Kabuki at Camp Cupcake
Tuesday, September 4, 2007; 2:36 PM
What exactly was President Bush up to yesterday, making a "surprise visit" to a huge American air base in Iraq, praising the ostensible progress there and hinting at a troop reduction if things keep going so well?
One answer lies in the remarkably forthright interviews Bush gave author Robert Draper for a new book coming out today. As Jim Rutenberg wrote in Sunday's New York Times, Bush earlier this year explained his Iraq strategy to Draper this way: "I'm playing for October-November."
Writes Rutenberg: "That is when he hopes the Iraq troop increase will finally show enough results to help him achieve the central goal of his remaining time in office: 'To get us in a position where the presidential candidates will be comfortable about sustaining a presence,' and, he said later, 'stay longer.'
And the president is now aware that the only way to get attention is to make a dramatic move. "'I've been here too long,' Mr. Bush said, according to Mr. Draper. 'Every time I start painting a rosy picture, it gets criticized and then it doesn't make it on the news.'"
In other words: Bush is gaming the media -- and playing for time. (See my Aug. 24 column, The Lost Year.)
In November it will be a year since the American people voted out a Republican Congress in a display of anti-war sentiment. And in November 2008, there'll be a new president-elect -- and Bush will be well on his way to a new life where he won't have to worry about such things anymore.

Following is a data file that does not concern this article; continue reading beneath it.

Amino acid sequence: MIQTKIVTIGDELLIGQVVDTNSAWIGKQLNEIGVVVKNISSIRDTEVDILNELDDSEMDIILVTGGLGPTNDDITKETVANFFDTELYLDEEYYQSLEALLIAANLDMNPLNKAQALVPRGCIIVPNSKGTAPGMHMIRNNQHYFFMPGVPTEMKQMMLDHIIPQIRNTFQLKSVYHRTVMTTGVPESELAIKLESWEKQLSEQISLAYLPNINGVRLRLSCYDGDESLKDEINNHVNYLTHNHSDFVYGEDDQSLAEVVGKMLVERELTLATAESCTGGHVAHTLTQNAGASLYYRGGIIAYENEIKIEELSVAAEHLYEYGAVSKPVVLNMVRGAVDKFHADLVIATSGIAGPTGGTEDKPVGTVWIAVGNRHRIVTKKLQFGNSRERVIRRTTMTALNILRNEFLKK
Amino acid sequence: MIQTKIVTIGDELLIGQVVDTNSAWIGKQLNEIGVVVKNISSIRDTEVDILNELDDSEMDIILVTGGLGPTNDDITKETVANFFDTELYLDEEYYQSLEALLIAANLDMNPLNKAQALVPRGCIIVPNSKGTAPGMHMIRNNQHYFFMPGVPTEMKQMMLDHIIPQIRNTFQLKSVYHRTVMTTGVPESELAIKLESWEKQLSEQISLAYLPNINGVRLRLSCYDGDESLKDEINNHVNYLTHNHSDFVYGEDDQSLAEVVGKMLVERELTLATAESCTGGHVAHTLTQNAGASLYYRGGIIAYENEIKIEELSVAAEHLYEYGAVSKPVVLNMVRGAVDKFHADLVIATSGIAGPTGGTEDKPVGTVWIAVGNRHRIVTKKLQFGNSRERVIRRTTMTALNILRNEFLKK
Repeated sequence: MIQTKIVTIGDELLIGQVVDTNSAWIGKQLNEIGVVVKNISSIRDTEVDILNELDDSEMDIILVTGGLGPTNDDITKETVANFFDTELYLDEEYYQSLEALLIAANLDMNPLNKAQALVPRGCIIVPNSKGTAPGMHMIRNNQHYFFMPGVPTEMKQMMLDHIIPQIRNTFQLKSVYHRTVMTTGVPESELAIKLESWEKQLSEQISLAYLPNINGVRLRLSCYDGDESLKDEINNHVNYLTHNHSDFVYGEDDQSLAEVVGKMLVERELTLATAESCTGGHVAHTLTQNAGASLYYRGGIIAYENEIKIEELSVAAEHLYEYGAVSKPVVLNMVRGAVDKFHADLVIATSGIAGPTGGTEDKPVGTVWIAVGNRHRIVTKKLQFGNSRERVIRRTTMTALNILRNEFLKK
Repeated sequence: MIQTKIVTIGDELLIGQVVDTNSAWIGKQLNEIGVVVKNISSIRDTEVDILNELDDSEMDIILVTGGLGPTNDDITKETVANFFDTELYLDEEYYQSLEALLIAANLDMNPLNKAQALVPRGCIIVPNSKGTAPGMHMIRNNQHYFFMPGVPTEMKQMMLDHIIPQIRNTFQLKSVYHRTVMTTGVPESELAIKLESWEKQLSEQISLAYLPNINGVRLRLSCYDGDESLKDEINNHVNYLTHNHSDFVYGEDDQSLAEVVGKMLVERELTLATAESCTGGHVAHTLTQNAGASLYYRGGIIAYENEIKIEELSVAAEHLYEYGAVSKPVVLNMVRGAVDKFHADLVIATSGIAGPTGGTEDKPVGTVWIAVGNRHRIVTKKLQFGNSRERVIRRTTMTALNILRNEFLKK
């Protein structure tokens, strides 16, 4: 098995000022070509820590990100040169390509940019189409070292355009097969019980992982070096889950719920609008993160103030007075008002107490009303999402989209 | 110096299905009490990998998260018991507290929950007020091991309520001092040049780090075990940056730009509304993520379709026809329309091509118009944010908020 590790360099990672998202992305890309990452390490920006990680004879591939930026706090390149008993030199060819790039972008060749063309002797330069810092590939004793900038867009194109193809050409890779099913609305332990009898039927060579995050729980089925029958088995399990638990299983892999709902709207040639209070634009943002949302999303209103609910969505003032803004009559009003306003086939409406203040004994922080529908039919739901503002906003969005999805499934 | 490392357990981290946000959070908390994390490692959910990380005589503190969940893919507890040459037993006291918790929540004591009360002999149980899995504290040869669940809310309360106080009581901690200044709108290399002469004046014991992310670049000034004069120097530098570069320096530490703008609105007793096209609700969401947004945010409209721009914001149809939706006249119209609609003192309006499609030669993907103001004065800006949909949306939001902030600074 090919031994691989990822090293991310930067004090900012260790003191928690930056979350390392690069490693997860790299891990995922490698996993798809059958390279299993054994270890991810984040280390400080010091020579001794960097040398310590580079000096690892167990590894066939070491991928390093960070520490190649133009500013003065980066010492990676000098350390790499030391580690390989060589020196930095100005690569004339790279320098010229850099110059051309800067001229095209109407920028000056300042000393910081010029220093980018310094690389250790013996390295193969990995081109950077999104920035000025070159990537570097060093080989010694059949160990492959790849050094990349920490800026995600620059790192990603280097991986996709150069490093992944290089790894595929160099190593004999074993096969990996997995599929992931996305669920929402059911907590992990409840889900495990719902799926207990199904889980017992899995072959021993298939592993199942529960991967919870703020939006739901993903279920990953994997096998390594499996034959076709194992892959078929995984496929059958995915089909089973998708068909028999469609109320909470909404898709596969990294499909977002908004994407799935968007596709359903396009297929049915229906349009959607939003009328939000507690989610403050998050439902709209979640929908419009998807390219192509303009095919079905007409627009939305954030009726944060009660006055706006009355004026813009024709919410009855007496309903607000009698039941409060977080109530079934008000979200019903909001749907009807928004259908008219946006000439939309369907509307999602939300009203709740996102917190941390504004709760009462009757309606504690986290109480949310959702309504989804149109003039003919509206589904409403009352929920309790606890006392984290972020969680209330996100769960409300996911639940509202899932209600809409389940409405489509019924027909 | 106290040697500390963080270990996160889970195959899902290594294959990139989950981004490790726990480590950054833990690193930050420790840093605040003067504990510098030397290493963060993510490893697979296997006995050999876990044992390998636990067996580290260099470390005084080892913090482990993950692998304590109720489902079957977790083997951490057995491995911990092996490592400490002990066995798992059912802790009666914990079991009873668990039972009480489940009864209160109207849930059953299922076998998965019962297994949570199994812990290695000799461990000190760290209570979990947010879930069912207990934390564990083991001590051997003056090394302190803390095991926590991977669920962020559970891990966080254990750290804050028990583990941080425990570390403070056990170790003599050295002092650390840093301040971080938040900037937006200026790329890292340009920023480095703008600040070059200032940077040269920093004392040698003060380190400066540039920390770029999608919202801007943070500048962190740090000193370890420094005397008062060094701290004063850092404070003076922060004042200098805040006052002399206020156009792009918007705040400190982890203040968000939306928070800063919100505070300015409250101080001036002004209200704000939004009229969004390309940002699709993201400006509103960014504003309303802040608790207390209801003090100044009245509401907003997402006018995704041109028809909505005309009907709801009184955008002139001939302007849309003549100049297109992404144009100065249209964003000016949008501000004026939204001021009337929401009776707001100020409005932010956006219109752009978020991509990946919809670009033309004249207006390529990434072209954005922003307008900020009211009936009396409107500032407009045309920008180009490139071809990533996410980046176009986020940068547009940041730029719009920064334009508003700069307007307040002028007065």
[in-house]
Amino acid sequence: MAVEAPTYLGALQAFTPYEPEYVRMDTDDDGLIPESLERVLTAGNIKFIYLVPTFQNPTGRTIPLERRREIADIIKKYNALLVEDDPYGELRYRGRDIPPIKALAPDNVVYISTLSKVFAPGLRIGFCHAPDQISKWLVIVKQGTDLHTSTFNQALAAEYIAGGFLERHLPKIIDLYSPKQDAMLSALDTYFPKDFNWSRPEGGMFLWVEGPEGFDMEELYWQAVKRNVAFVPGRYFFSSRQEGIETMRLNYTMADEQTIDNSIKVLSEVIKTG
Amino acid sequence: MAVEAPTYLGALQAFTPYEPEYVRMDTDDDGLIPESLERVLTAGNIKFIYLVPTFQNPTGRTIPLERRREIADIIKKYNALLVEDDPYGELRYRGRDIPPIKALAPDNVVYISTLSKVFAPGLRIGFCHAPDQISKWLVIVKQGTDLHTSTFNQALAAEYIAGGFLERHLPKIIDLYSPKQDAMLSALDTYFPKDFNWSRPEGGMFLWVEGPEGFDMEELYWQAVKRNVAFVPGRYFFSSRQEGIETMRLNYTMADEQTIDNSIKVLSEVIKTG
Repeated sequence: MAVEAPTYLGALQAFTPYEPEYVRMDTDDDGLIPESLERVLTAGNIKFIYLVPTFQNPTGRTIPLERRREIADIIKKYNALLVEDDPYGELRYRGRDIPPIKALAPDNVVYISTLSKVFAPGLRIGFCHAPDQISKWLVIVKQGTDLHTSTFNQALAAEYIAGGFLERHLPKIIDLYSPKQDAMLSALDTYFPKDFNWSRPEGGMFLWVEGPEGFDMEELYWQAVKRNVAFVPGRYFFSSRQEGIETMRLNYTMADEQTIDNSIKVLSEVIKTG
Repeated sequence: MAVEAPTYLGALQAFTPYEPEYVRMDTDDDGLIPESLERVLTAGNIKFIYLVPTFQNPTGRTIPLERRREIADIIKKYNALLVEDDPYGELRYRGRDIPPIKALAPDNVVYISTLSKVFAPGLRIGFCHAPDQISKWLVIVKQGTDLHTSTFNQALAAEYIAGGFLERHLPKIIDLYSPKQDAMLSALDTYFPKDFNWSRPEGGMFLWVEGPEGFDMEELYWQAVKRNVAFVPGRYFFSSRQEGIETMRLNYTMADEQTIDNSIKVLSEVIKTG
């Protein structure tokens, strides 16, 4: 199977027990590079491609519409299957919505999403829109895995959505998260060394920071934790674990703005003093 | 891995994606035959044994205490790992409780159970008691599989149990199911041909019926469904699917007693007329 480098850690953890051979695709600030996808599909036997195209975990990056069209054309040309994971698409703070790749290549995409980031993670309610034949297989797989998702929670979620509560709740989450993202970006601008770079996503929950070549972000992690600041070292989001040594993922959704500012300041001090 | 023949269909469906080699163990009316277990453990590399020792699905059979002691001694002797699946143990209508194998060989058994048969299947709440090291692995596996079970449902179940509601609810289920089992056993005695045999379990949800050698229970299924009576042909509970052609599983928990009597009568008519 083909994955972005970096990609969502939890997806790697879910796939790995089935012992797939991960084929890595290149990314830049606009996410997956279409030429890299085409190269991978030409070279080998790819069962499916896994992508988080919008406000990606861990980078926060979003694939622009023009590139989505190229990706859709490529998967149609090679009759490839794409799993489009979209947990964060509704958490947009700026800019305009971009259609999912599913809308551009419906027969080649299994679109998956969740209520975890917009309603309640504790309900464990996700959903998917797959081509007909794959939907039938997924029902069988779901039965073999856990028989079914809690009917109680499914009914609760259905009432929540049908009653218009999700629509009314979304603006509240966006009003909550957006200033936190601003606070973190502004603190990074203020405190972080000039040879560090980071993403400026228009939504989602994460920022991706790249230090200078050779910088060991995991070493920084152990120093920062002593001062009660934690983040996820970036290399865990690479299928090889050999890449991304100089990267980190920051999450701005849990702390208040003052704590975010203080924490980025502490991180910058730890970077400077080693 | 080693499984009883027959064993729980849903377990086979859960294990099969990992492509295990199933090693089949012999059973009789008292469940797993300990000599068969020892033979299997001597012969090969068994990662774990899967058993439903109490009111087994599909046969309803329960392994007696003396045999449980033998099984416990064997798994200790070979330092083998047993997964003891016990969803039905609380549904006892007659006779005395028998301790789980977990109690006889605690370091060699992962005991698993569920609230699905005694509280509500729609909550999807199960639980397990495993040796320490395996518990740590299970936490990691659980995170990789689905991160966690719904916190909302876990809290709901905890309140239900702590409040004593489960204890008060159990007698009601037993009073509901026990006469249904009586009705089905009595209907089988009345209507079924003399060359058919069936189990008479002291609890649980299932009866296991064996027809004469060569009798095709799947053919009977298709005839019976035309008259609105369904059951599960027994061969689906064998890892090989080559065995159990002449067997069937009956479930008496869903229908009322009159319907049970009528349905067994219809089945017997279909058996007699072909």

About that new life: "First, Mr. Bush said, 'I'll give some speeches, just to replenish the ol' coffers.' With assets that have been estimated as high as nearly $21 million, Mr. Bush added, 'I don't know what my dad gets -- it's more than 50-75' thousand dollars a speech, and 'Clinton's making a lot of money.'
"Then he said, 'We'll have a nice place in Dallas,' where he will be running what he called 'a fantastic Freedom Institute' promoting democracy around the world. But he added, 'I can just envision getting in the car, getting bored, going down to the ranch.'"
The Coy Morsel
The latest variation on Bush's stalling tactic involves coyly hinting about a troop drawdown. But some sort of drawdown has long been seen as inevitable and predictable by pretty much every serious thinker on Iraq. And it's unlikely that Bush is contemplating anything like the kind of congressionally-mandated, timetable-driven complete withdrawal that a significant majority of the American public has been demanding for some time.
Here's what set off the latest media flurry. At a meeting with Iraqi leaders, Bush announced that Gen. David H. Petraeus, the U.S. commander, and U.S. Ambassador Ryan C. Crocker had told him that "if the kind of success we are now seeing continues, it will be possible to maintain the same level of security with fewer American forces."
And here's Bush's interview with CBS News's Katie Couric:
Couric: "In some way, does this hopefully in your view placate critics of the war on Capitol Hill?"